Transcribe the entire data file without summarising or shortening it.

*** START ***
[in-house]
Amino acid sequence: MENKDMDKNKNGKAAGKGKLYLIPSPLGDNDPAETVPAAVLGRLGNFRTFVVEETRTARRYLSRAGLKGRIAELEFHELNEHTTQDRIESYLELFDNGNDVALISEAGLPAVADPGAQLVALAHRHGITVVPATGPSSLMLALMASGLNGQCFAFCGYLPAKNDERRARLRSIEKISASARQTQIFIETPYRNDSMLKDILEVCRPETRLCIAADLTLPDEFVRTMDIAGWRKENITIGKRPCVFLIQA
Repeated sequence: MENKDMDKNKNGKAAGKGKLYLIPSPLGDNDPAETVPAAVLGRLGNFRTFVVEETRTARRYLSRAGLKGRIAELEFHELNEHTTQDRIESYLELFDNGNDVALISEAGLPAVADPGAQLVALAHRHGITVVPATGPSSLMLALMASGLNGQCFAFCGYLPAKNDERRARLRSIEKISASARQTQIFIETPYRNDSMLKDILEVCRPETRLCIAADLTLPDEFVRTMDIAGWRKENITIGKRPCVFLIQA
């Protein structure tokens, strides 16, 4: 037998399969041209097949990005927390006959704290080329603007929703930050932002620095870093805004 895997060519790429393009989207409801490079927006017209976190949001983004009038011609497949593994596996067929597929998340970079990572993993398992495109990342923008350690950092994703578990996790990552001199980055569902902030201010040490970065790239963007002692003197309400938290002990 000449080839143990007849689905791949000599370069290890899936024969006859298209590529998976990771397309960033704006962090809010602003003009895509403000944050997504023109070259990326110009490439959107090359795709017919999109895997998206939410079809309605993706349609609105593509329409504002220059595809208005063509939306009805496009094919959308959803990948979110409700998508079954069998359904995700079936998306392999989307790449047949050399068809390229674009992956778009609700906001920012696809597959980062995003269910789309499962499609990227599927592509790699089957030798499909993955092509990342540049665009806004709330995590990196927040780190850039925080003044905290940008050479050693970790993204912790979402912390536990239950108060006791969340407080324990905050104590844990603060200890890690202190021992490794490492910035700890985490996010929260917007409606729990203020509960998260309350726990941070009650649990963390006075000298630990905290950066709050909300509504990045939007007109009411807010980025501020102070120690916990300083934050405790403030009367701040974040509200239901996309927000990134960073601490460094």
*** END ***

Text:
[in-house]
Amino acid sequence: MENKDMDKNKNGKAAGKGKLYLIPSPLGDNDPAETVPAAVLGRLGNFRTFVVEETRTARRYLSRAGLKGRIAELEFHELNEHTTQDRIESYLELFDNGNDVALISEAGLPAVADPGAQLVALAHRHGITVVPATGPSSLMLALMASGLNGQCFAFCGYLPAKNDERRARLRSIEKISASARQTQIFIETPYRNDSMLKDILEVCRPETRLCIAADLTLPDEFVRTMDIAGWRKENITIGKRPCVFLIQA
Repeated sequence: MENKDMDKNKNGKAAGKGKLYLIPSPLGDNDPAETVPAAVLGRLGNFRTFVVEETRTARRYLSRAGLKGRIAELEFHELNEHTTQDRIESYLELFDNGNDVALISEAGLPAVADPGAQLVALAHRHGITVVPATGPSSLMLALMASGLNGQCFAFCGYLPAKNDERRARLRSIEKISASARQTQIFIETPYRNDSMLKDILEVCRPETRLCIAADLTLPDEFVRTMDIAGWRKENITIGKRPCVFLIQA
């Protein structure tokens, strides 16, 4: 037998399969041209097949990005927390006959704290080329603007929703930050932002620095870093805004 895997060519790429393009989207409801490079927006017209976190949001983004009038011609497949593994596996067929597929998340970079990572993993398992495109990342923008350690950092994703578990996790990552001199980055569902902030201010040490970065790239963007002692003197309400938290002990 000449080839143990007849689905791949000599370069290890899936024969006859298209590529998976990771397309960033704006962090809010602003003009895509403000944050997504023109070259990326110009490439959107090359795709017919999109895997998206939410079809309605993706349609609105593509329409504002220059595809208005063509939306009805496009094919959308959803990948979110409700998508079954069998359904995700079936998306392999989307790449047949050399068809390229674009992956778009609700906001920012696809597959980062995003269910789309499962499609990227599927592509790699089957030798499909993955092509990342540049665009806004709330995590990196927040780190850039925080003044905290940008050479050693970790993204912790979402912390536990239950108060006791969340407080324990905050104590844990603060200890890690202190021992490794490492910035700890985490996010929260917007409606729990203020509960998260309350726990941070009650649990963390006075000298630990905290950066709050909300509504990045939007007109009411807010980025501020102070120690916990300083934050405790403030009367701040974040509200239901996309927000990134960073601490460094």